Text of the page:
UK rental income

There has been much confusion over whether French residents have to pay social charges, and indeed income tax, on UK rental income. There has been inconsistency across regions as each local tax office interpreted the UK/France double tax treaty in their own way. However, the French Finance Minister has now clarified the matter.

Any rental income generated from UK property is liable for tax in the UK, whether you are resident there or not. However, you have an individual personal allowance of £9,440. If you and your spouse have no other UK source income, and your rental income is below your combined allowance, then you will have no tax to pay in the UK.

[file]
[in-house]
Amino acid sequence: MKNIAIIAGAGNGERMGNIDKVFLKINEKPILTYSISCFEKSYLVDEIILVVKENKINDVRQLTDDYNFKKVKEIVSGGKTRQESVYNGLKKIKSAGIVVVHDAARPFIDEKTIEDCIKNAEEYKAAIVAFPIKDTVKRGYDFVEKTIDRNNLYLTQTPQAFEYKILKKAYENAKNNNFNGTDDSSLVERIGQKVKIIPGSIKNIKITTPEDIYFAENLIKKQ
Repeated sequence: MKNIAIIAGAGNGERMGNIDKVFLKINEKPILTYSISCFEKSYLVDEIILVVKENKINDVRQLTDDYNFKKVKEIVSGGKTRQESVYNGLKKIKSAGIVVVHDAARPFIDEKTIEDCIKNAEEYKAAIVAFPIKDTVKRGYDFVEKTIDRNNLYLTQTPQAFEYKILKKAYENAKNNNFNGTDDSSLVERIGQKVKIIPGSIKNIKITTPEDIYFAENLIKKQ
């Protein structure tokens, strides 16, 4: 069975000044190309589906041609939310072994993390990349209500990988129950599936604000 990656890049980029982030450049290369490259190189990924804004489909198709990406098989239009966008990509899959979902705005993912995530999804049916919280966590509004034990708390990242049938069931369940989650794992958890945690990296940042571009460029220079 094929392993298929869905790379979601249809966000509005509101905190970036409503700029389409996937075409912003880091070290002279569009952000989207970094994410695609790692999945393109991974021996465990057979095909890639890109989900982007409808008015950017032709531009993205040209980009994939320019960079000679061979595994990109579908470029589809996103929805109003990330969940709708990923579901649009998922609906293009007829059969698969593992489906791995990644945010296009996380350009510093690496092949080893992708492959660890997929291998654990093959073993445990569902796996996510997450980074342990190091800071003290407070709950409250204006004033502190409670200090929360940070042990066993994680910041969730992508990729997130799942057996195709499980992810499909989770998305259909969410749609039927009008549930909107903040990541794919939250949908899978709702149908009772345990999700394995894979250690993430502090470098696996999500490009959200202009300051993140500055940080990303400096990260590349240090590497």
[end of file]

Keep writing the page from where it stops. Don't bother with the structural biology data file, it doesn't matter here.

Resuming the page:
The UK/France double tax treaty serves to avoid double taxation. Credit is due in France for the equivalent amount of French tax and social charges, “provided the resident of France is subject to UK tax in respect of that income”. The government has now confirmed that if no tax has been paid in the UK, French tax and social charges are payable on UK rental income. It is likely that the French authorities’ interpretation of the double tax treaty will be challenged in the courts since the income being “subject to UK tax” or taxable in the UK does not necessarily imply that a tax liability arises in the UK.

Government service pensions

UK pension income received by French residents is generally taxable in France and not the UK, with one exception – government service pensions. If a pension arises from government employment, only UK tax is always payable regardless of the country of residence, unless there has been a transfer out before the pension commences (and usually before age 59).